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On the Case With…

Each month, as part of “The Business Case for Public Relations,” PRSA asks an industry leader to reflect on his or her career and make a “business case” for public relations.

More from “On the Case With…”

On the Case with Kirk Hazlett, APR, Fellow PRSA

December 3, 2012

Kirk Hazlett,  APR, Fellow PRSA, is an associate professor of communication at Curry College in Milton, Mass., and a visiting lecturer in organizational and professional communication at Regis College in Weston, Mass.

Prior to academia, Hazlett practiced nonprofit and government public relations and marketing for more than 35 years in the United States and Asia. He is a member of PRSA’s Board of Directors and has held leadership positions in the Educators Academy, the Northeast District, and the Boston and Hawaii Chapters.

As the year winds down, Hazlett reflects on 2012.  “We have seen challenges that have tarnished our reputation in the public’s eye — PR firms helping promote tyrannical governments, for example,” he says. “And we have seen our own Society introduce and initiate the MBA Initiative that incorporates PR education into graduate-level business degree programs, ensuring that future business leaders will have a greater appreciation for the value of public  relations to their overall success.”

Name: Kirk Hazlett,  APR, Fellow PRSA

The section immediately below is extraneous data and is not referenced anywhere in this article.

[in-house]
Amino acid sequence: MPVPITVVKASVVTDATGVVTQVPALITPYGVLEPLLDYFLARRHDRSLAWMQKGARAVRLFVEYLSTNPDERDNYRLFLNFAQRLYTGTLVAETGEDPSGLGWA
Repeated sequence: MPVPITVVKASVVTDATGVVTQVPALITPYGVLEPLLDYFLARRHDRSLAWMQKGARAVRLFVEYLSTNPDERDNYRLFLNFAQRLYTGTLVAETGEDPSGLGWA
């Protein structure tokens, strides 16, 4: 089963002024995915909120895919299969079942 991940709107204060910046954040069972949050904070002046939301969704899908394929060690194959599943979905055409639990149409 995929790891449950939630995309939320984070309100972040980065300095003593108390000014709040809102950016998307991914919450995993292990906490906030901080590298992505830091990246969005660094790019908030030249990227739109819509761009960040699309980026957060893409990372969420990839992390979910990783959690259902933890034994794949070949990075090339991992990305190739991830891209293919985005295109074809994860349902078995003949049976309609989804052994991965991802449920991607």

Childhood ambition:
To be a forest ranger — probably an early warning sign of my eventual life as a PR professional — scanning the environment, spotting potential fires and taking immediate action to stop them before they spread!

Current livelihood:
Communication professor teaching public relations to the next generation at undergraduate (Curry College) and graduate (Regis College) levels

What changed (i.e. how you became interested in public relations):
I spent eight years in the Air Force after college and had an unanticipated opportunity to discover my passion.

First public relations job:
After my first tour in Vietnam, I was assigned to an air base in Georgia as an audiovisual media specialist for the film library. I got the idea of writing for the base newspaper promoting our films and equipment.

What you know now that you wish you’d known then:
What I was doing for that film library was public relations — specifically media relations and community relations. I thought it was just something Southerners did!

Best piece of advice you’ve ever received:
“Never stop learning." My sophomore English Lit professor saw me standing in the hallway between classes doing nothing as usual. He grabbed me by the nape of the neck, jerked me into his office and shoved a copy of Kahlil Gibran’s “The Prophet” into my hands with the words (paraphrased after nearly 50 years), “I don’t ever want to see you standing around without a book in your hands…never stop learning.” I’ve been an avid reader and learner ever since.

Greatest professional accomplishment:
Having been able to introduce hundreds of young men and women to the profession that has been my life’s passion and see them start their own careers

If you weren’t in public relations, you would be:
A jazz pianist playing in a smoky, bluesy, tiny nightclub in Saigon

Desired legacy:
For my students to say, “Kirk helped me understand how I can use my public relations skills to make the world a better place”

Make a “business case” for public relations:
We have seen business leaders who have chosen not to seek their PR counsel’s guidance. Public relations can help an organization build and nurture relationships with key constituencies that will pay dividends should a catastrophe or bump in the road occur. Advertising can never accomplish this.


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